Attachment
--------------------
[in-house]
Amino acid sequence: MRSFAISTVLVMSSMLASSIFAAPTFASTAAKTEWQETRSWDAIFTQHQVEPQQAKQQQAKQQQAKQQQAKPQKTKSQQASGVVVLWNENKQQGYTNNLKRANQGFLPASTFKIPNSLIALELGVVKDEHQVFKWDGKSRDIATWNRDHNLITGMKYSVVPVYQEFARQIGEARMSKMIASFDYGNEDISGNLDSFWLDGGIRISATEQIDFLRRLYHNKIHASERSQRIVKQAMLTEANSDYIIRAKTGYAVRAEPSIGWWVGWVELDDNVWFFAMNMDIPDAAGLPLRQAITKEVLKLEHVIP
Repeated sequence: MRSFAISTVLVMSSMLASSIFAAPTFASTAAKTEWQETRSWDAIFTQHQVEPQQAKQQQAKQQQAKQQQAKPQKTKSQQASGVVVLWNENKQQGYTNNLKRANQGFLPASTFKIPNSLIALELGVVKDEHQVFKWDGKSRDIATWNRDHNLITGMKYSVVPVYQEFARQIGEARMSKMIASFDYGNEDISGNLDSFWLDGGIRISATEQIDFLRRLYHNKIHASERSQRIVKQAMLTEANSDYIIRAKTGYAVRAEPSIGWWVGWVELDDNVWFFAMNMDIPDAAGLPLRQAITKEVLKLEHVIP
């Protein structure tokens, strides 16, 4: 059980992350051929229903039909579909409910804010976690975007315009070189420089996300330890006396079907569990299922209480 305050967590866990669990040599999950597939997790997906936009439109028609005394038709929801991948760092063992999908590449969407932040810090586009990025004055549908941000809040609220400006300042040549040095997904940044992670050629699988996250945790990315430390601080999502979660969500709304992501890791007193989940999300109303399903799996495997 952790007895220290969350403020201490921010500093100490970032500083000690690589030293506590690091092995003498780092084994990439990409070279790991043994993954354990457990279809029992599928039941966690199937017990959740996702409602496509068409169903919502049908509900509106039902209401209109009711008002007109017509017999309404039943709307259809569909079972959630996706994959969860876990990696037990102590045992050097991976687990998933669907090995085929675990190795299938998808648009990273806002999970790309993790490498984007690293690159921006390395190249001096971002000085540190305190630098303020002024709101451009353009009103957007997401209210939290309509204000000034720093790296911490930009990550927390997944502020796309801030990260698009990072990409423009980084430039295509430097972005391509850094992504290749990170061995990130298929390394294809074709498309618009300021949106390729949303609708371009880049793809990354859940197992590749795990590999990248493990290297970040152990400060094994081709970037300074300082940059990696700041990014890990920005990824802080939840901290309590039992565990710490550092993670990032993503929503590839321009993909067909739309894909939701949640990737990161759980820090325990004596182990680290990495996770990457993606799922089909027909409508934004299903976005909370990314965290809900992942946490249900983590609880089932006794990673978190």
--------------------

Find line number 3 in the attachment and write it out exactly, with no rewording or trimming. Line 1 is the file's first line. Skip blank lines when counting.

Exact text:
Repeated sequence: MRSFAISTVLVMSSMLASSIFAAPTFASTAAKTEWQETRSWDAIFTQHQVEPQQAKQQQAKQQQAKQQQAKPQKTKSQQASGVVVLWNENKQQGYTNNLKRANQGFLPASTFKIPNSLIALELGVVKDEHQVFKWDGKSRDIATWNRDHNLITGMKYSVVPVYQEFARQIGEARMSKMIASFDYGNEDISGNLDSFWLDGGIRISATEQIDFLRRLYHNKIHASERSQRIVKQAMLTEANSDYIIRAKTGYAVRAEPSIGWWVGWVELDDNVWFFAMNMDIPDAAGLPLRQAITKEVLKLEHVIP